January 6, 2011 2 Comments
If you downloaded the Internet Explorer 9 beta, then the first thing you probably noticed just like me was how sparse the UI has become. It’s clean. It’s fresh. It’s missing something… Ah yes! My good old friend – the Search box!
One of the things I always liked about IE, and had issue with in some other browsers was the separate search box. Why would this matter? Well, all good search providers try to do their best to help user’s do one thing – find the information they’re looking for. And what helps a user get that information quicker than a dropdown list of suggestions.
Well, in order for this magic to work, a few things have to happen. Each time a user presses a key, the string being typed is sent to a web service that belongs to the configured search provider for the browser. Which search provider doesn’t matter, by default it’s Bing with IE, but an end user is able to change their default search provider to any search engine they prefer. In any case, as the user is typing, this remote service works on looking up common search suggestions to auto complete the text the user is entering, and returning the best results to the browser. The browser then displays these results in some sort of dropdown list below the textbox for the user to pick from…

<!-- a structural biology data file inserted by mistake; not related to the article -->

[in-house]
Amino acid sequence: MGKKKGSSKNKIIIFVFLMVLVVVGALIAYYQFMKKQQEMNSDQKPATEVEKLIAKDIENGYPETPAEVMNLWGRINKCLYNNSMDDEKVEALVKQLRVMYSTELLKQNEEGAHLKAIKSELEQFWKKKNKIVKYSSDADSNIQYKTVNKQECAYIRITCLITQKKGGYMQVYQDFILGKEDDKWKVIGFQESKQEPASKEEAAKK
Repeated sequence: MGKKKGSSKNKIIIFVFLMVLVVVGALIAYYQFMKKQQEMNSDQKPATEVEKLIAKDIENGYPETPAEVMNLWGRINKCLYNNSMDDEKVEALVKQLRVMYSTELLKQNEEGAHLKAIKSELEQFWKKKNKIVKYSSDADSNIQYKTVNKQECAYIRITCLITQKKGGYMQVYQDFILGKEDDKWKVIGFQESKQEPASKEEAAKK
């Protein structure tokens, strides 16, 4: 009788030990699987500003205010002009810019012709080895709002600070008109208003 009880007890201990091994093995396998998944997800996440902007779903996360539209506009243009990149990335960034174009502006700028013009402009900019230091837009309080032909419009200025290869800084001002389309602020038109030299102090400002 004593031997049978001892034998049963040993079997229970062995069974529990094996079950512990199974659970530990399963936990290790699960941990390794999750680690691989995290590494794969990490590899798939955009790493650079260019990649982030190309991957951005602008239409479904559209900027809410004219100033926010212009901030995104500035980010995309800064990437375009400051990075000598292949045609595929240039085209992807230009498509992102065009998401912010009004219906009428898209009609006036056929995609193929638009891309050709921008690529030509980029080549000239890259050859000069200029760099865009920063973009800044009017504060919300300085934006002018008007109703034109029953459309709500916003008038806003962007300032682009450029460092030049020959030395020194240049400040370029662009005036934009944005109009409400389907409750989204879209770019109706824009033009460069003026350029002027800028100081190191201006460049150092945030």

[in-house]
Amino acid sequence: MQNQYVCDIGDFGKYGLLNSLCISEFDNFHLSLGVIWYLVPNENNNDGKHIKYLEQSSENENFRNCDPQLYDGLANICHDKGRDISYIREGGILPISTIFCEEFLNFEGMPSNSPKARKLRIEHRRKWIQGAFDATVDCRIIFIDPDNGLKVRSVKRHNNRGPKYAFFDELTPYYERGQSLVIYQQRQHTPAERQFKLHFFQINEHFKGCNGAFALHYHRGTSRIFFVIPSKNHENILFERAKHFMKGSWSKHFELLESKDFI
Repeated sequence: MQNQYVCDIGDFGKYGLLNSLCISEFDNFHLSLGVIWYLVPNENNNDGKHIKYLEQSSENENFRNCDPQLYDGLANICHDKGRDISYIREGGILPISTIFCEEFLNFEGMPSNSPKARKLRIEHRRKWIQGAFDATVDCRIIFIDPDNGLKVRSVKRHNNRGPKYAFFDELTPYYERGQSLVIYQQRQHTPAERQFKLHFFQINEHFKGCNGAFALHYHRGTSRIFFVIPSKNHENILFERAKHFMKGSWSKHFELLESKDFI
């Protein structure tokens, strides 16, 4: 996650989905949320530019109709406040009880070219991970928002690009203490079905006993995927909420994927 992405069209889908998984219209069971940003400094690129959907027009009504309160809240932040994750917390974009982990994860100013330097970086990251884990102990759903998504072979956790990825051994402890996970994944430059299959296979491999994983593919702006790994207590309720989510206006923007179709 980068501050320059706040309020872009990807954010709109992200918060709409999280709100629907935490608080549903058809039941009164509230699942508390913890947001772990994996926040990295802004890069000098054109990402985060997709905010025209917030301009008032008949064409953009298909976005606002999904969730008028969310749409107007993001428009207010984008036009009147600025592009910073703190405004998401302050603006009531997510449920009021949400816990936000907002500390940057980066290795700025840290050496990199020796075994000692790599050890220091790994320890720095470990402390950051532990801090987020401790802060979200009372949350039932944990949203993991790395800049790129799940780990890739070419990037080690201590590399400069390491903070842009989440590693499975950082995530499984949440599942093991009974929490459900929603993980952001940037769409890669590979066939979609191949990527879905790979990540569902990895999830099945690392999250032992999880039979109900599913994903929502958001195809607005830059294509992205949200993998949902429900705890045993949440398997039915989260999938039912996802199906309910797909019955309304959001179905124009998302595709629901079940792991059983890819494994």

Now, I don’t really have any issue with this, after all, you are entering text into the search box in order to send to a search engine in the first place. Either way, you are about to send this text to whichever search provider is configured. The problem I do have is that this search box is now integrated with the web address textbox. Now, anytime you type anything into the address, this information is being sent to your friendly neighbourhood search engine to be collectively or individually analysed for monetary gain (yes, search engines are businesses, and despite how some spin the truth, they only have one purpose – to make money).
So now whenever you decide to enter the address of your favourite website into the address bar, Google or Bing or whoever knows where you’re going. There is absolutely no reason whatsoever to involve a third party every single time you decide to use the internet. Microsoft knows it, and in fact has used this as an argument NOT to use alternate browsers before. Microsoft argued specifically that Chrome did not respect your privacy by implementing the search suggestions in this way.
Such an about face is a little jarring in my opinion and makes me wonder what internal political struggle may be happening to sacrifice privacy for a cleaner interface. It wouldn’t be the first time another business unit in Microsoft influenced the bahaviour of an Internet Explorer feature. In fact, it would be the same business unit at work here…
I’ve always been an advocate of Microsoft technologies, especially since I make a living developing .Net software, but sometimes it’s a little difficult to defend their actions. I have no further comment besides recommending people disable the search suggestions in IE9 – simply to prevent these people from gathering more information than they are entitled to. Or switch to Firefox.